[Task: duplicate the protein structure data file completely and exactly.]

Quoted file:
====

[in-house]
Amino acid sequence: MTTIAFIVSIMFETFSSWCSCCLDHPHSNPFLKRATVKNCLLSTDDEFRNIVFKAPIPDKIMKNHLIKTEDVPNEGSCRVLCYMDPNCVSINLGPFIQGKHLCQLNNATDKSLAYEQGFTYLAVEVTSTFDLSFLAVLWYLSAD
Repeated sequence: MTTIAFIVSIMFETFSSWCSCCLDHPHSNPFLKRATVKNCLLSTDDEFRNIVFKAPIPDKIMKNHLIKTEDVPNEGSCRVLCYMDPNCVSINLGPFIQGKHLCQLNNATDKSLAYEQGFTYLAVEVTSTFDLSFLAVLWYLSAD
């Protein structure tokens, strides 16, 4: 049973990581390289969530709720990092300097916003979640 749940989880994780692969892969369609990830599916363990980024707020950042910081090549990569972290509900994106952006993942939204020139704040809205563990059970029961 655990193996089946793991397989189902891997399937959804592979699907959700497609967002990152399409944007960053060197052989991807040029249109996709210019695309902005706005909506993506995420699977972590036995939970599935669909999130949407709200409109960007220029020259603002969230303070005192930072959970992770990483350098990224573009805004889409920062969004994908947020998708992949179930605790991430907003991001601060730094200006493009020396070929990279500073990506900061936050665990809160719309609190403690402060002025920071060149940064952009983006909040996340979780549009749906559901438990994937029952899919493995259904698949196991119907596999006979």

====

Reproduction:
[in-house]
Amino acid sequence: MTTIAFIVSIMFETFSSWCSCCLDHPHSNPFLKRATVKNCLLSTDDEFRNIVFKAPIPDKIMKNHLIKTEDVPNEGSCRVLCYMDPNCVSINLGPFIQGKHLCQLNNATDKSLAYEQGFTYLAVEVTSTFDLSFLAVLWYLSAD
Repeated sequence: MTTIAFIVSIMFETFSSWCSCCLDHPHSNPFLKRATVKNCLLSTDDEFRNIVFKAPIPDKIMKNHLIKTEDVPNEGSCRVLCYMDPNCVSINLGPFIQGKHLCQLNNATDKSLAYEQGFTYLAVEVTSTFDLSFLAVLWYLSAD
């Protein structure tokens, strides 16, 4: 049973990581390289969530709720990092300097916003979640 749940989880994780692969892969369609990830599916363990980024707020950042910081090549990569972290509900994106952006993942939204020139704040809205563990059970029961 655990193996089946793991397989189902891997399937959804592979699907959700497609967002990152399409944007960053060197052989991807040029249109996709210019695309902005706005909506993506995420699977972590036995939970599935669909999130949407709200409109960007220029020259603002969230303070005192930072959970992770990483350098990224573009805004889409920062969004994908947020998708992949179930605790991430907003991001601060730094200006493009020396070929990279500073990506900061936050665990809160719309609190403690402060002025920071060149940064952009983006909040996340979780549009749906559901438990994937029952899919493995259904698949196991119907596999006979």